AAA – Current Gasoline Prices Continue to Stabilize

Current gasoline prices in the Northeast keep on stabilizing after an atypical autumn increase over the past two weeks.

The average gasoline price throughout the country has been at a record high for over seven consecutive weeks. Last week, the nationwide gasoline price average for regular gas was $3.81 a gallon, a rate that is higher by 2 cents and 5 cents compared to last week and last month, respectively.

Gasoline prices stay higher by 40 cents and lower by 30 cents compared to last year and the record high rate posted in July 2008, respectively . California’s historic gasoline price spike caused a skewing of these national averages. The average of the state has gained a record high of 50 cents in the past week, pushing it to $4.67 a gallon, an all-time high.

The crude oil price per barrel started the week lower than $90 because of worries about weak energy demand in the midst of the economy’s slow growth. In the middle parts of the week, however, the commodity has turned over its latest decline.

Concerns regarding the possible risk of supply disruptions from the Middle East and delays in the loading of North Sea crude pushed crude oil prices higher. U.S. benchmark crude recently rose closer to $93 per barrel, its highest level in many weeks, due to rising tensions between Syria and Turkey. Even if the two nations are not primary crude producers, experts are concerned that tensions may spread to the region’s larger producers.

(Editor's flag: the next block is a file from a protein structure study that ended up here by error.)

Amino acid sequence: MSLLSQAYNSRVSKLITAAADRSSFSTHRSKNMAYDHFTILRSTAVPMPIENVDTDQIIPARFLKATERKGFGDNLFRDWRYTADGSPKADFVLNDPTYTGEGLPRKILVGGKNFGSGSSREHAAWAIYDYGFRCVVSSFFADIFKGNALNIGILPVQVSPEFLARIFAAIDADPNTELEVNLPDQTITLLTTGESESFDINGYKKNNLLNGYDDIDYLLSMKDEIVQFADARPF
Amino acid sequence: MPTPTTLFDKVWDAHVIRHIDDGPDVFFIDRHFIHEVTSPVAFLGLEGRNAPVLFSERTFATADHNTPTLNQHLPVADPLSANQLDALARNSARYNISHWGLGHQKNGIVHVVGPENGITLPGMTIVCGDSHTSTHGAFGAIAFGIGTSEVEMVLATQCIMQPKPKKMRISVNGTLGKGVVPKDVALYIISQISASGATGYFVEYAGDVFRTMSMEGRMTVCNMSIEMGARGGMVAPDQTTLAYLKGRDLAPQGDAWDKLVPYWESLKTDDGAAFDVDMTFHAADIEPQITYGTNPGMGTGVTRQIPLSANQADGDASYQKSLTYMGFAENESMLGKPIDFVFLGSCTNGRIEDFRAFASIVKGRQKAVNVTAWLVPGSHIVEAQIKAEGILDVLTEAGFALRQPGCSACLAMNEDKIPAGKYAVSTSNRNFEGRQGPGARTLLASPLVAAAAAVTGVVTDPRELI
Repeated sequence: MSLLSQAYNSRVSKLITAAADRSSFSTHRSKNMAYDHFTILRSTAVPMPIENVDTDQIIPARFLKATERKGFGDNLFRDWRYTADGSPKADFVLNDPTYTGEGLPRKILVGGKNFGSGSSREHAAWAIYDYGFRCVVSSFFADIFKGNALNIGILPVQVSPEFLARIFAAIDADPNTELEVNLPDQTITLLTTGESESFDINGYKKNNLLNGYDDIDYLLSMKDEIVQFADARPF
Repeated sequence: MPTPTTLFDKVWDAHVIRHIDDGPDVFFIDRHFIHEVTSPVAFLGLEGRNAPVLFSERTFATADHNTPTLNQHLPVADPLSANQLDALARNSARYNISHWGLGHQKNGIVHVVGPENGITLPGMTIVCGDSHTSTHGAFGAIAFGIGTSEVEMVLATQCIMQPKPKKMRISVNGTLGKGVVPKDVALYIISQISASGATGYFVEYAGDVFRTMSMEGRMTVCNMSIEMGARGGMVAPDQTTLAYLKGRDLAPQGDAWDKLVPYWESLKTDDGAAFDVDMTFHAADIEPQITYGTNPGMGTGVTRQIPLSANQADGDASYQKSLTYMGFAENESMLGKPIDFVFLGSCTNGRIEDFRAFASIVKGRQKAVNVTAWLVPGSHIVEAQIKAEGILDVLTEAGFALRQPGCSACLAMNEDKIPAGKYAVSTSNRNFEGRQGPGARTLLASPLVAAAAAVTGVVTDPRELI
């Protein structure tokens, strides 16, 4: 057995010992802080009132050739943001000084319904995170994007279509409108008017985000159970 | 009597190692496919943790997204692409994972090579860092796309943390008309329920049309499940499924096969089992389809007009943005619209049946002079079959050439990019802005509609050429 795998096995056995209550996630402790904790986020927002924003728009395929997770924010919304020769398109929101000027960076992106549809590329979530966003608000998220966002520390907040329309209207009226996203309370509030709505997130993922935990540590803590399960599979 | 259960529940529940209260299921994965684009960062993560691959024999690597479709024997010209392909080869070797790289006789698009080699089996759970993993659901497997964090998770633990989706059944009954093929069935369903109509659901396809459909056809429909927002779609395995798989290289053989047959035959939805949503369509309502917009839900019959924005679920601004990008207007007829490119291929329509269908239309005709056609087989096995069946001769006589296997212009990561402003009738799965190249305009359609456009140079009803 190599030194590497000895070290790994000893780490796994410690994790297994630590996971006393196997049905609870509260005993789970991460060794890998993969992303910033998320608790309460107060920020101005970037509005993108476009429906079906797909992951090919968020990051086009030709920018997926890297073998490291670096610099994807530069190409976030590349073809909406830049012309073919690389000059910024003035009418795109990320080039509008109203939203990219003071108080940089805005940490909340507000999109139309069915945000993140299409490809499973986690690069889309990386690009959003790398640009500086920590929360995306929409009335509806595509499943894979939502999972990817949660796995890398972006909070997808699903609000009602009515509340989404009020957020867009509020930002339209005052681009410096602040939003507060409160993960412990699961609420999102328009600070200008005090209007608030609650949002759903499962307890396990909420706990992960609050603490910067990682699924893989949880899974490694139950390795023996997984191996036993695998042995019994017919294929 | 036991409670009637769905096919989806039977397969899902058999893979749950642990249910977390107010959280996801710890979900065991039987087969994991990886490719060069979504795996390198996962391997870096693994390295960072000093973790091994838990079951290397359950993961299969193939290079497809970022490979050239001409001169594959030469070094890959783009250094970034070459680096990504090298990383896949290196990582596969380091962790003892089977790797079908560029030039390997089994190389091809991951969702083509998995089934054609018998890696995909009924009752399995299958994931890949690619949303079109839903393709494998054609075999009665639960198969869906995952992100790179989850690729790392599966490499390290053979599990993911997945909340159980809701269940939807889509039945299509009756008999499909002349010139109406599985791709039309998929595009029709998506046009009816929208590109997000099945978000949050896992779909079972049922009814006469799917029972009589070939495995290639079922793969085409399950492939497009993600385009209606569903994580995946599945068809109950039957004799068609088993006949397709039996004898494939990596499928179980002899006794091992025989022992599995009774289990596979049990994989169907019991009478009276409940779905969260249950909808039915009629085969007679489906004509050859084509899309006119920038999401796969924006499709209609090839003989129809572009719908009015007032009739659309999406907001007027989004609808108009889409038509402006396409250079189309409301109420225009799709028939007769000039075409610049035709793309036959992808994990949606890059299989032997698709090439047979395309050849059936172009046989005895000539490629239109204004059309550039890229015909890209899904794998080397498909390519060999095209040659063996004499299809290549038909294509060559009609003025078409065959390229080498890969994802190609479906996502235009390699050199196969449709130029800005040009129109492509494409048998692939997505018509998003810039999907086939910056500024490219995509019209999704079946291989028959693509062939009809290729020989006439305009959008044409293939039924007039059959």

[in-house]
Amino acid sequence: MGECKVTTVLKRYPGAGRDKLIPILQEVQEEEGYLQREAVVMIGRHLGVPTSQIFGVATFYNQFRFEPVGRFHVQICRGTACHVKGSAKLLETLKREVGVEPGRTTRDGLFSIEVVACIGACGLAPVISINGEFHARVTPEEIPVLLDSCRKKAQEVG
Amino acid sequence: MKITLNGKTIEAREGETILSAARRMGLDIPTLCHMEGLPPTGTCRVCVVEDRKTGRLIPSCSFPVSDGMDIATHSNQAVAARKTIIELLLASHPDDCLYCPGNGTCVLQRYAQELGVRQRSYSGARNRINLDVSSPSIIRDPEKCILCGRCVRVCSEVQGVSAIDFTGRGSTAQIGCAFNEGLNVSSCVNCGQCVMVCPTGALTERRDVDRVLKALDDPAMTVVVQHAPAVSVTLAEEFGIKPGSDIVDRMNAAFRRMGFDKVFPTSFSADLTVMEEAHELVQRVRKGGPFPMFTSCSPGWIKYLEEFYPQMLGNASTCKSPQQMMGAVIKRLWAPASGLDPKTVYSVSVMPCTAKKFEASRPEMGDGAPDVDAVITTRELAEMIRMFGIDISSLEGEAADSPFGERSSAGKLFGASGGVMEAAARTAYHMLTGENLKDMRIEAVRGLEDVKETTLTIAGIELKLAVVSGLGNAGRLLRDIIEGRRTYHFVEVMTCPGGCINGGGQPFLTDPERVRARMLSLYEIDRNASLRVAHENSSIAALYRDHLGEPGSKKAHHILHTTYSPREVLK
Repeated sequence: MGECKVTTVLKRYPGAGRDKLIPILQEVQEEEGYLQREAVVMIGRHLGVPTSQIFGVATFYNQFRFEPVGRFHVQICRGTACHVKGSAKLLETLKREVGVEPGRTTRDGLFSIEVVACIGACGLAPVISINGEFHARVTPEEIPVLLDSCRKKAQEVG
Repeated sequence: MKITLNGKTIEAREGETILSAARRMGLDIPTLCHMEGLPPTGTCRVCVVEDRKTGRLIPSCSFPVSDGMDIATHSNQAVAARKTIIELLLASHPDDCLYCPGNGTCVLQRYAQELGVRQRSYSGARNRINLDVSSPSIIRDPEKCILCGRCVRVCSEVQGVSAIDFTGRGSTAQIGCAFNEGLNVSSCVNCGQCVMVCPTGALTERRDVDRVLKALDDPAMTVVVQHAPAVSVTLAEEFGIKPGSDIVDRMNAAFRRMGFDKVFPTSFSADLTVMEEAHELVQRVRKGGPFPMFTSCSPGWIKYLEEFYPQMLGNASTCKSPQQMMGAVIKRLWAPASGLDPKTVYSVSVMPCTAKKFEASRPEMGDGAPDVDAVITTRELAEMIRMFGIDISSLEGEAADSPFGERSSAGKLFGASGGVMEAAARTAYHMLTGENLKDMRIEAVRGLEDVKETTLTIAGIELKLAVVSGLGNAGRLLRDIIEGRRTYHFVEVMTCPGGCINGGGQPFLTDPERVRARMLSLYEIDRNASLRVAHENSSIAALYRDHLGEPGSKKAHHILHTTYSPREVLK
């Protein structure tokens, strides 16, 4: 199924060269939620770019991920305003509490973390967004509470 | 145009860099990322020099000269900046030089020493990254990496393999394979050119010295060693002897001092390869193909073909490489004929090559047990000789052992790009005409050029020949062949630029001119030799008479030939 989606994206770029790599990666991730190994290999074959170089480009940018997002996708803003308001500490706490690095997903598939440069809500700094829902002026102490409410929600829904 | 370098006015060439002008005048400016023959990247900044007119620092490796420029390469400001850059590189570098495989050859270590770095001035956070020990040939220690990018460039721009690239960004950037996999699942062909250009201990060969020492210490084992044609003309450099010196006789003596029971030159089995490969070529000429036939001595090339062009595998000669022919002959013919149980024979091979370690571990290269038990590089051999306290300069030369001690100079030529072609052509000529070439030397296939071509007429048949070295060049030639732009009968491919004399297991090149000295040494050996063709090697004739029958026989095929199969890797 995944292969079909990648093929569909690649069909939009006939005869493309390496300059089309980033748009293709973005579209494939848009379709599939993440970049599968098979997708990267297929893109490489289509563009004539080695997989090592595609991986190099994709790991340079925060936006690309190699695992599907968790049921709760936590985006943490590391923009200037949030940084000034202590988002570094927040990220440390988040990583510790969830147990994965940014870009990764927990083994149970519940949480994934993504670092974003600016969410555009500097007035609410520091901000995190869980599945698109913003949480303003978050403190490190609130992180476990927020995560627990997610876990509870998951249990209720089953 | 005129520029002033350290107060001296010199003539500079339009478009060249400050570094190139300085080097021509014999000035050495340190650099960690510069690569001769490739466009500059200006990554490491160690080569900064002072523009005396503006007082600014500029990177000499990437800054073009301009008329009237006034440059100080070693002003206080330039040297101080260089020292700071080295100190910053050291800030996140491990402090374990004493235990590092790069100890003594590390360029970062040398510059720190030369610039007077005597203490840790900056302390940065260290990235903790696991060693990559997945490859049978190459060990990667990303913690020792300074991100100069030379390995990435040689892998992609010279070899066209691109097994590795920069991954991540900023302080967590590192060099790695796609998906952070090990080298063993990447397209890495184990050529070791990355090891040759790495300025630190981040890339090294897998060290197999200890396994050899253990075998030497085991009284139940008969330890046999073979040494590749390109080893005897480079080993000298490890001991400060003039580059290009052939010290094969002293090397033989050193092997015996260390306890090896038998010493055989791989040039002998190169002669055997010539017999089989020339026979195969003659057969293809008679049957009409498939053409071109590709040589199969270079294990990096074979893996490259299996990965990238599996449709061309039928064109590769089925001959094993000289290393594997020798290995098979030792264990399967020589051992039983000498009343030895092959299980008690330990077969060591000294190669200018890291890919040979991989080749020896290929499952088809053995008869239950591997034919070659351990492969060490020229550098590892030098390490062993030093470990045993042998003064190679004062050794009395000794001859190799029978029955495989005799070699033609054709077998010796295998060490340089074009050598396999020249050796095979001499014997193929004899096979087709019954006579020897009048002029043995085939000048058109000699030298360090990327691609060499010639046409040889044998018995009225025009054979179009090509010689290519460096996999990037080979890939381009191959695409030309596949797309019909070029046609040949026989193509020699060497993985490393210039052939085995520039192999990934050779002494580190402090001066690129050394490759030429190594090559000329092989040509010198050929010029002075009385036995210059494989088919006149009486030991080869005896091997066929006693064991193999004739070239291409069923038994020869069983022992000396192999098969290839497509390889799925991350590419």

Unemployment benefits in the United States fell to their lowest rate in four years, partially supporting rising oil prices. The recent settlement of crude oil was $91.86 per barrel for its first week-long gain within a one-month period.

The weekly report of the U.S. Energy Information Administration showed that crude oil supplies recently increased by 1.67 million barrels versus the projected inventory gain of 800,000 barrels. Meanwhile, gasoline inventories in the United States shed 534,000 barrels against forecasts that they will stay the same during the week. U.S. demand keeps on dropping, with gasoline consumption down by 3.3 percent during the four weeks to the 5th of October, compared to the past year.

Even if relief has been coming slow, current gasoline prices are anticipated to further drop for the rest of the year; there is even positive news for prices next year. The U.S. EIA is projecting gasoline’s national average to fall in the coming year compared to its level in the past two years. According to gasoline price analysts, while the expectations for the remainder of 2012 mean lower pump prices, there are too many variables to be sure whether or not prices will truly fall in the coming year, particularly geopolitical tensions in North Africa and the Middle East.

In the short run, lower gasoline demand in the winter and the latest shift by refineries in the United States to producing less costly winter-blend gas may cause the prices at the pump to fall down in the winter.

By: Chris Termeer

Chris Termeer

Chris Termeer is an oil and gas consultant, industry commentator and analyst. His book, Fundamentals of Investing in Oil and Gas provides a comprehensive overview of all aspects of the oil and gas industry, including exploration, drilling, production, storage, transportation and refining, to name but a few.

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